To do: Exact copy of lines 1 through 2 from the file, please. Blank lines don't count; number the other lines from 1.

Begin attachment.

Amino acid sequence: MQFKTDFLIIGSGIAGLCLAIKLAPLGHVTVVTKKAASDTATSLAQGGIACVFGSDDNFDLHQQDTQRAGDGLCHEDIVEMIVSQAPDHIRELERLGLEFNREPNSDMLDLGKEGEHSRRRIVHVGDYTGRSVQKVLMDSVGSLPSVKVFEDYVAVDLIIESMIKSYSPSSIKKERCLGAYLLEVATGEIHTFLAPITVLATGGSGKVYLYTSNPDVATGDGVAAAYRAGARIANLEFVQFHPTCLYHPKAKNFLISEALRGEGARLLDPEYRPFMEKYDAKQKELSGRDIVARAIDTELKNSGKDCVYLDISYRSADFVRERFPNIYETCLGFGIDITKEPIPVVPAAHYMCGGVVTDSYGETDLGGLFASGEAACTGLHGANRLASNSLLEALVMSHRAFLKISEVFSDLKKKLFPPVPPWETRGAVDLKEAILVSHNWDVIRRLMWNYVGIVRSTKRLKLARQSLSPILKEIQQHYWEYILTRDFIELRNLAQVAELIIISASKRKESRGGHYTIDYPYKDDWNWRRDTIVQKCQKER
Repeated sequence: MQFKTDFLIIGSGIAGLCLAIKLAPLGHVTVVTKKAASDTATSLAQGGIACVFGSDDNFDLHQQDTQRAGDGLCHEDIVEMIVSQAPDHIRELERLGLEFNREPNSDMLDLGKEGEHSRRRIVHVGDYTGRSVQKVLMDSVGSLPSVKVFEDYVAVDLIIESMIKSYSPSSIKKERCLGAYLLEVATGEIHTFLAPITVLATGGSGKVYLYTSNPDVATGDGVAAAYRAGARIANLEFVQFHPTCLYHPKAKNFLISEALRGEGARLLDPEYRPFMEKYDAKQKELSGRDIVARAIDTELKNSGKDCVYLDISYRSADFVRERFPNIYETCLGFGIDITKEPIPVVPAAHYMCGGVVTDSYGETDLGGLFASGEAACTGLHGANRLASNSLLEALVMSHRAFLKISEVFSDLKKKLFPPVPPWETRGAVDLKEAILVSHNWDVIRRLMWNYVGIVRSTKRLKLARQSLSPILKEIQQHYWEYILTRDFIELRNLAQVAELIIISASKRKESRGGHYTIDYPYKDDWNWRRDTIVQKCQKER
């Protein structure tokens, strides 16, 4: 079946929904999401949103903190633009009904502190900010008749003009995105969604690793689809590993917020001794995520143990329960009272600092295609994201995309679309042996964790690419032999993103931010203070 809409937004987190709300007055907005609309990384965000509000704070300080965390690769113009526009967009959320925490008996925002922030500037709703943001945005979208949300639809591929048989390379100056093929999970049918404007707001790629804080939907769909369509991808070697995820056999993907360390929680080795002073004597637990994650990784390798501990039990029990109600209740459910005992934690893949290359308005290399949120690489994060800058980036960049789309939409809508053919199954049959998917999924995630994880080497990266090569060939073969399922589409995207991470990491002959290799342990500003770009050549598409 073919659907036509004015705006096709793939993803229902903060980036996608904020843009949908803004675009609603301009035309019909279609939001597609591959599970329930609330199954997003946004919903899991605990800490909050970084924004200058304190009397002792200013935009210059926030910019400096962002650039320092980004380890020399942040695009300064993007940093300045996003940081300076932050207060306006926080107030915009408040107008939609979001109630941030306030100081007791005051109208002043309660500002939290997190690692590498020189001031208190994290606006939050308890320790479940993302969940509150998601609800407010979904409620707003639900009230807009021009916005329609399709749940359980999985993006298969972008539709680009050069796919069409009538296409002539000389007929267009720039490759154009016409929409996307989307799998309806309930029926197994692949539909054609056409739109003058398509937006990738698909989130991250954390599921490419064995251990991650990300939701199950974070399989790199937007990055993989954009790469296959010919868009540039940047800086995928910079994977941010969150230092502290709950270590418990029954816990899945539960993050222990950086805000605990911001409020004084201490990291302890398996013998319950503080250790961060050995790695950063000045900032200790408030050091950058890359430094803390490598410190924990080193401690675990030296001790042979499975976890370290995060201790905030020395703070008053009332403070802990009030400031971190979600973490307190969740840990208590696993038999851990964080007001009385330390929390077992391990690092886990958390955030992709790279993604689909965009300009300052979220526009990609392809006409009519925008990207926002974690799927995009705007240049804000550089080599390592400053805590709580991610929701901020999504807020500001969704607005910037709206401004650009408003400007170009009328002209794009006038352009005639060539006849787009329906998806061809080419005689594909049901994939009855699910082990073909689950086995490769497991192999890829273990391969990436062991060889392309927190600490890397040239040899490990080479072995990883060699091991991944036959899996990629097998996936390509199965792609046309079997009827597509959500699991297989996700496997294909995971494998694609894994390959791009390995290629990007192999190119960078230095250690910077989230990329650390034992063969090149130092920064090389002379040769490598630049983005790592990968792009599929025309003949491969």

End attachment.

Amino acid sequence: MQFKTDFLIIGSGIAGLCLAIKLAPLGHVTVVTKKAASDTATSLAQGGIACVFGSDDNFDLHQQDTQRAGDGLCHEDIVEMIVSQAPDHIRELERLGLEFNREPNSDMLDLGKEGEHSRRRIVHVGDYTGRSVQKVLMDSVGSLPSVKVFEDYVAVDLIIESMIKSYSPSSIKKERCLGAYLLEVATGEIHTFLAPITVLATGGSGKVYLYTSNPDVATGDGVAAAYRAGARIANLEFVQFHPTCLYHPKAKNFLISEALRGEGARLLDPEYRPFMEKYDAKQKELSGRDIVARAIDTELKNSGKDCVYLDISYRSADFVRERFPNIYETCLGFGIDITKEPIPVVPAAHYMCGGVVTDSYGETDLGGLFASGEAACTGLHGANRLASNSLLEALVMSHRAFLKISEVFSDLKKKLFPPVPPWETRGAVDLKEAILVSHNWDVIRRLMWNYVGIVRSTKRLKLARQSLSPILKEIQQHYWEYILTRDFIELRNLAQVAELIIISASKRKESRGGHYTIDYPYKDDWNWRRDTIVQKCQKER
Repeated sequence: MQFKTDFLIIGSGIAGLCLAIKLAPLGHVTVVTKKAASDTATSLAQGGIACVFGSDDNFDLHQQDTQRAGDGLCHEDIVEMIVSQAPDHIRELERLGLEFNREPNSDMLDLGKEGEHSRRRIVHVGDYTGRSVQKVLMDSVGSLPSVKVFEDYVAVDLIIESMIKSYSPSSIKKERCLGAYLLEVATGEIHTFLAPITVLATGGSGKVYLYTSNPDVATGDGVAAAYRAGARIANLEFVQFHPTCLYHPKAKNFLISEALRGEGARLLDPEYRPFMEKYDAKQKELSGRDIVARAIDTELKNSGKDCVYLDISYRSADFVRERFPNIYETCLGFGIDITKEPIPVVPAAHYMCGGVVTDSYGETDLGGLFASGEAACTGLHGANRLASNSLLEALVMSHRAFLKISEVFSDLKKKLFPPVPPWETRGAVDLKEAILVSHNWDVIRRLMWNYVGIVRSTKRLKLARQSLSPILKEIQQHYWEYILTRDFIELRNLAQVAELIIISASKRKESRGGHYTIDYPYKDDWNWRRDTIVQKCQKER